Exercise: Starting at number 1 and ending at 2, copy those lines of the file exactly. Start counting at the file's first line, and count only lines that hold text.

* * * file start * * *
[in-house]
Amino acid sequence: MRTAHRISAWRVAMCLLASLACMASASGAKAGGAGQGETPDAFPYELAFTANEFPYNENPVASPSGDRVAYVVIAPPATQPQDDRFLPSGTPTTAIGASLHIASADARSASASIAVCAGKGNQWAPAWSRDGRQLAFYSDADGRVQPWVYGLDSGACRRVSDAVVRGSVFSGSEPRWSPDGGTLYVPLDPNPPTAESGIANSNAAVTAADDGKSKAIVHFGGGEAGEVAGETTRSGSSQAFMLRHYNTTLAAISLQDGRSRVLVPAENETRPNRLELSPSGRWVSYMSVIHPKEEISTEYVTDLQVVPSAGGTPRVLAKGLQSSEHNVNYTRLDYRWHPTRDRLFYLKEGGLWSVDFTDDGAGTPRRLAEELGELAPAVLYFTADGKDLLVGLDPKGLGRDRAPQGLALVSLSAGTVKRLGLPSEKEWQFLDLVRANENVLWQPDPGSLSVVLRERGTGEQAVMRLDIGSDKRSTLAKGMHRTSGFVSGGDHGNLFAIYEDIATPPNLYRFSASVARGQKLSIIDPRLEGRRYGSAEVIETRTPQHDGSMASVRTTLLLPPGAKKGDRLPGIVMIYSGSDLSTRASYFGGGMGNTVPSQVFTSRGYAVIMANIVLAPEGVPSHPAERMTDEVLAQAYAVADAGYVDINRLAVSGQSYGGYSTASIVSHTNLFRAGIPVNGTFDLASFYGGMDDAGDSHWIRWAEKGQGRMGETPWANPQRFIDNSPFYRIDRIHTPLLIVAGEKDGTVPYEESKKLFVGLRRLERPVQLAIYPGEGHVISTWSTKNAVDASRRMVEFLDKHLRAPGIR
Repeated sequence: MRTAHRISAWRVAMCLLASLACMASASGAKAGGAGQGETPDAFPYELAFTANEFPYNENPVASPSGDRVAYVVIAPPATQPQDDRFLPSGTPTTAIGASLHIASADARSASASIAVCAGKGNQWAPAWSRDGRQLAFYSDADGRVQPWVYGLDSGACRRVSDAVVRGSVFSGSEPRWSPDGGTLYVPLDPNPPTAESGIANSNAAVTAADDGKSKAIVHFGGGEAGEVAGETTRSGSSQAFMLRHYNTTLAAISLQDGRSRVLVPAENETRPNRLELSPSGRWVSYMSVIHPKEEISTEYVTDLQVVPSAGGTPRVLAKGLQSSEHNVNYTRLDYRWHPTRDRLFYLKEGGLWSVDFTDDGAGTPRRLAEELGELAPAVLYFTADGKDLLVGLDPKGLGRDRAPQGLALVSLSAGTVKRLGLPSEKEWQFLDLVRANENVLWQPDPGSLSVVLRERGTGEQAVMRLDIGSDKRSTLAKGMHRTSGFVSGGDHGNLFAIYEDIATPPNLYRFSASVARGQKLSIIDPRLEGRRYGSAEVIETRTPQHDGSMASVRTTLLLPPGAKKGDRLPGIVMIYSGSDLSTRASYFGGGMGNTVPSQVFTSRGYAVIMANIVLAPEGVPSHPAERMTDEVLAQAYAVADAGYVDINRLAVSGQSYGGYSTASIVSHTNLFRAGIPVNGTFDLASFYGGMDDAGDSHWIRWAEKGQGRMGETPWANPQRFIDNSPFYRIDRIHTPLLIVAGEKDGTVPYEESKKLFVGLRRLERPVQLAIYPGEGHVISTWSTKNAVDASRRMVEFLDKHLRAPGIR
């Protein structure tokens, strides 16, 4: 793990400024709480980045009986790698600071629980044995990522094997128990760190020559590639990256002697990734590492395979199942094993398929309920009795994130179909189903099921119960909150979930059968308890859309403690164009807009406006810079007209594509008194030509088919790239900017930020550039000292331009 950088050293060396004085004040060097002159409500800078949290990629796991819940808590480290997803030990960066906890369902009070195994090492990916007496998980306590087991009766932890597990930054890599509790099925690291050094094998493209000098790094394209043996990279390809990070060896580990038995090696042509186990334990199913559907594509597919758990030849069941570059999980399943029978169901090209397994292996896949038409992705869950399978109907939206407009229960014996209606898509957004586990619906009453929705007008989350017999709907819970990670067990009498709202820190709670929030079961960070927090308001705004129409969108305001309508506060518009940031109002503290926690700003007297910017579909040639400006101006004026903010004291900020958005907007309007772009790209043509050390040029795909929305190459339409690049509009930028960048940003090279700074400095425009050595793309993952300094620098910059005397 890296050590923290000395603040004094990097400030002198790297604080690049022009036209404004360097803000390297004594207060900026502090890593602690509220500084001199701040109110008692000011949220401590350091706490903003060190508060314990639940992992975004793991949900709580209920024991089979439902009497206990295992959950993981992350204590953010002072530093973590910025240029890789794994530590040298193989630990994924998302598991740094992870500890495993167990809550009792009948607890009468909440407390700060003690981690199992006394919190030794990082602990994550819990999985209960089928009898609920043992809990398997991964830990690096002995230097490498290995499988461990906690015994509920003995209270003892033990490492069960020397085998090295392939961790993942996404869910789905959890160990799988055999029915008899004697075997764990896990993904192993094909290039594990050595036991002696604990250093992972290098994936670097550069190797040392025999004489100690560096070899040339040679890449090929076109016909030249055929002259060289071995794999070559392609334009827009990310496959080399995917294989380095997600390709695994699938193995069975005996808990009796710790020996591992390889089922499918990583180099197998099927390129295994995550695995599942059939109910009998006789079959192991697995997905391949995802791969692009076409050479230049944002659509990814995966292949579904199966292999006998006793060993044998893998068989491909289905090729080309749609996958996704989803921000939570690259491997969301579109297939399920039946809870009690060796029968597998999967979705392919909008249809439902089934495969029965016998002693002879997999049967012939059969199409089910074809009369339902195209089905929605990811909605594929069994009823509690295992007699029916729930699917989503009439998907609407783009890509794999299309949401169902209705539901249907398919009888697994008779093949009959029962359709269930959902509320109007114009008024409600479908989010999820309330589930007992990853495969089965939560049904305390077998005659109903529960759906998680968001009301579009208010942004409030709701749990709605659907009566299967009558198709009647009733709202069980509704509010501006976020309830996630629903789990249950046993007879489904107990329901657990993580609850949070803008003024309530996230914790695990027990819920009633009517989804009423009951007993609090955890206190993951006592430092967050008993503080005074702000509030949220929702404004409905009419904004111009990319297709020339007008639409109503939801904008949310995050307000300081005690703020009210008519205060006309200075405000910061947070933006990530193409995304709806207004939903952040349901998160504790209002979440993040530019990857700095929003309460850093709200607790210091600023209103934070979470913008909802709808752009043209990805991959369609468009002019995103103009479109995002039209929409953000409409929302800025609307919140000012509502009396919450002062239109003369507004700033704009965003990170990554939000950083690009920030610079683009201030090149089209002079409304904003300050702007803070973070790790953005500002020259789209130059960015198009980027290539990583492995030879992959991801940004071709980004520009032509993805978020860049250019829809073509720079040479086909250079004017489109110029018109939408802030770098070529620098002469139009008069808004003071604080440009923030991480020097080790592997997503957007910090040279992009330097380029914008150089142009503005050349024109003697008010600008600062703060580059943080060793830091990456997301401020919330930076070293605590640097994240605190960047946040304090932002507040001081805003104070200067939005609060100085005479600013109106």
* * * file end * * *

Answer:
[in-house]
Amino acid sequence: MRTAHRISAWRVAMCLLASLACMASASGAKAGGAGQGETPDAFPYELAFTANEFPYNENPVASPSGDRVAYVVIAPPATQPQDDRFLPSGTPTTAIGASLHIASADARSASASIAVCAGKGNQWAPAWSRDGRQLAFYSDADGRVQPWVYGLDSGACRRVSDAVVRGSVFSGSEPRWSPDGGTLYVPLDPNPPTAESGIANSNAAVTAADDGKSKAIVHFGGGEAGEVAGETTRSGSSQAFMLRHYNTTLAAISLQDGRSRVLVPAENETRPNRLELSPSGRWVSYMSVIHPKEEISTEYVTDLQVVPSAGGTPRVLAKGLQSSEHNVNYTRLDYRWHPTRDRLFYLKEGGLWSVDFTDDGAGTPRRLAEELGELAPAVLYFTADGKDLLVGLDPKGLGRDRAPQGLALVSLSAGTVKRLGLPSEKEWQFLDLVRANENVLWQPDPGSLSVVLRERGTGEQAVMRLDIGSDKRSTLAKGMHRTSGFVSGGDHGNLFAIYEDIATPPNLYRFSASVARGQKLSIIDPRLEGRRYGSAEVIETRTPQHDGSMASVRTTLLLPPGAKKGDRLPGIVMIYSGSDLSTRASYFGGGMGNTVPSQVFTSRGYAVIMANIVLAPEGVPSHPAERMTDEVLAQAYAVADAGYVDINRLAVSGQSYGGYSTASIVSHTNLFRAGIPVNGTFDLASFYGGMDDAGDSHWIRWAEKGQGRMGETPWANPQRFIDNSPFYRIDRIHTPLLIVAGEKDGTVPYEESKKLFVGLRRLERPVQLAIYPGEGHVISTWSTKNAVDASRRMVEFLDKHLRAPGIR